Alex Arthun, MLS, Collection Development Librarian, Ingram Library Services
Fiction is a wonderful tool that can help readers contextualize complex issues.
The only world history test I aced in high school was the World War I unit for which we read All Quiet on the Western Front. I could remember more details about that period because I had connected emotionally with a character and what they went through.
Fast forward several years, and I am listening to the audiobook version of Angie Thomas’ The Hate U Give. And I am gutted.
While I had read news stories about unjust killings of Black Americans like Trayvon Martin and Michael Brown – which made me angry and sad – I didn't have conversations with friends or coworkers about them. I didn't question whether or not I was part of the problem. Starr Carter was the first one to seriously confront me with the daily struggle of many Black communities and my own white privilege.
With the horrific deaths of George Floyd, Ahmaud Arbery, Breonna Taylor, Rayshard Brooks, and the near-fatal shooting of Jacob Blake this year, conversations about overt and institutional racism, police injustice, and white privilege are happening on a national scale. Nonfiction anti-racism books are now dominate bestseller lists. Anti-racist articles, videos, and memes are being shared widely on social media. More people of all ages and demographics are talking more openly than they were just a few years ago about the problem of racism in America..
But books and articles are only useful if they are read. Many readers prefer fiction over nonfiction. Many adult readers prefer books for kids and teens. Youth fiction can reach an entirely different audience. It can educate and involve readers in these important conversations, regardless of age.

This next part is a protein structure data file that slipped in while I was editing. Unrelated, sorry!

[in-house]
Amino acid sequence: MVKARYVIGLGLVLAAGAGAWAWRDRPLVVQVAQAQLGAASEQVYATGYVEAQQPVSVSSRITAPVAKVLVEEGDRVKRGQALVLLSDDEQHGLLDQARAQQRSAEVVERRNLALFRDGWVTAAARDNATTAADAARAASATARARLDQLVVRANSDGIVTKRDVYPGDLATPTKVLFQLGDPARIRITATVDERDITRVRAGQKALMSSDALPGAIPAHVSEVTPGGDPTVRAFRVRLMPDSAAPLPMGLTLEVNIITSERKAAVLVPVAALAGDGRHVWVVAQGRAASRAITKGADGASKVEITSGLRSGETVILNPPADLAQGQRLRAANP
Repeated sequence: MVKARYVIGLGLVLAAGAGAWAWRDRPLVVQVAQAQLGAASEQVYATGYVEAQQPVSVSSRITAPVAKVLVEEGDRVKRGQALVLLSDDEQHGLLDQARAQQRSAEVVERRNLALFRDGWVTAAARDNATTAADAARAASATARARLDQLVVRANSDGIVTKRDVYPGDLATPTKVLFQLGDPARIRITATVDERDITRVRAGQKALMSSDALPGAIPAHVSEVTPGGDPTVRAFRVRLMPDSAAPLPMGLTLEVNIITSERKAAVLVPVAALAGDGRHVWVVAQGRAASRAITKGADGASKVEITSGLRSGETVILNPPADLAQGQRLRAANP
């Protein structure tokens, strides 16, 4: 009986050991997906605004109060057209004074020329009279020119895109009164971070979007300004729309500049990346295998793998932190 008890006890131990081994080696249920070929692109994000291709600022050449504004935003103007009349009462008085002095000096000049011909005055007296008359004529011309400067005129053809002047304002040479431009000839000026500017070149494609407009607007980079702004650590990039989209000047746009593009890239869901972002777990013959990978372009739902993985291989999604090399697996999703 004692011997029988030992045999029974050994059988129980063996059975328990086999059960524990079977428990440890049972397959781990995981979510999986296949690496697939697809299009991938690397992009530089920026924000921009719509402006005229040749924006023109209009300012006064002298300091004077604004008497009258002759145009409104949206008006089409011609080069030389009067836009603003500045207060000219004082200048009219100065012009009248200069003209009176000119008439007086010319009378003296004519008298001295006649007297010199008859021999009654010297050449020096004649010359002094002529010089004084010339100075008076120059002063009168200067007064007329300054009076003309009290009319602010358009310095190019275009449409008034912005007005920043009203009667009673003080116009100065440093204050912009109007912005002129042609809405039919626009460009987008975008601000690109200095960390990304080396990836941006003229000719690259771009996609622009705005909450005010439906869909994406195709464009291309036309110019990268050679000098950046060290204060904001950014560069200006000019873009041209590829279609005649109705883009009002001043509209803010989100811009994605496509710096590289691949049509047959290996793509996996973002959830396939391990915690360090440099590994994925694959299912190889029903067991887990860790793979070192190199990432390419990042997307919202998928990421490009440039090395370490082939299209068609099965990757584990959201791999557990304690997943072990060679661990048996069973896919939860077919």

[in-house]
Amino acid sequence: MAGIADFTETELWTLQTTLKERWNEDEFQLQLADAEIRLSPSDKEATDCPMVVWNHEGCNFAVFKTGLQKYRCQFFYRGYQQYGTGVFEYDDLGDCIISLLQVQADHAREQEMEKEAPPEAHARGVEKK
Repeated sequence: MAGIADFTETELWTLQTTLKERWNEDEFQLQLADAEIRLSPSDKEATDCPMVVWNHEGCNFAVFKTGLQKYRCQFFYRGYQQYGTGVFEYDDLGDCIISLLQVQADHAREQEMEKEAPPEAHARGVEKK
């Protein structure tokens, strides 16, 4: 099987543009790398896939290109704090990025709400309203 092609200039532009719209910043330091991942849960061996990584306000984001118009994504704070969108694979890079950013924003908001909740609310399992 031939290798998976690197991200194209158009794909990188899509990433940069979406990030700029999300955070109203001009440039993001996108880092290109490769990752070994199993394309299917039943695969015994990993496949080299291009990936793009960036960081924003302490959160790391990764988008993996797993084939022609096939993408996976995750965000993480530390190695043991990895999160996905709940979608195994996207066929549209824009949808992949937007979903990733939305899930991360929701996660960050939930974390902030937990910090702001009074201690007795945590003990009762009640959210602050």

Listed below, are some recently released and upcoming middle grade and YA fiction that deal with the injustices members of BIPOC (Black, Indigenous, and People Of Color) communities face in America. Some are historical, some are contemporary. Both help create context for the world in which we live today.
- The Only Black Girls in Town / Brandy Colbert
- Take Back the Block / Chrystal D Giles
- American as Paneer Pie / Supriya Kelkar
- Amina’s Song / Hena Khan
- What Lane? / Torrey Maldonado
- Something to Say / Lisa Moore Ramee
- Black Brother, Black Brother / Jewell Parker Rhodes
- Flying Over Water / N H Senzai & Shannon Hitchcock
- Not Your All-American Girl / Wendy Wan-Long Shang
- Clean Getaway / Nic Stone
- The Good War / Todd Strasser
- All the Days Past, All the Days to Come / Mildred D Taylor
- Three Keys / Kelly Yang
- Yes No Maybe So / Becky Albertalli & Aisha Saeed
- We Are Not Free / Traci Chee
- The Voting Booth / Brandy Colbert
- Don't Ask Me Where I'm from / Jennifer de Leon
- Sia Martinez and the Moonlit Beginning of Everything / Raquel Vasquez Gilliland
- The Black Kids / Christina Hammonds Reed
- When You Look Like Us / Pamela N Harris
- This Is My America / Kim Johnson
- One of the Good Ones / Maika Moulite & Maritza Moulite
- How to Build a Heart / Maria Padian
- Angel of Greenwood / Randi Pink
- Dear Justyce / Nic Stone
- Punching the Air / Ibi Zoboi & Salaam Yusef
Fiction doesn’t have to be the end of a reader’s journey into difficult conversations. Maybe it will lead someone to read nonfiction about a particular topic or event that resonated with them. Maybe it will lead them to read a news story or article with a different perspective. Maybe it will lead them to listen to, read, and share more BIPOC voices. Like The Hate U Give did for me, youth fiction can be an important gateway to confronting issues we’ve maybe had the privilege to not see before.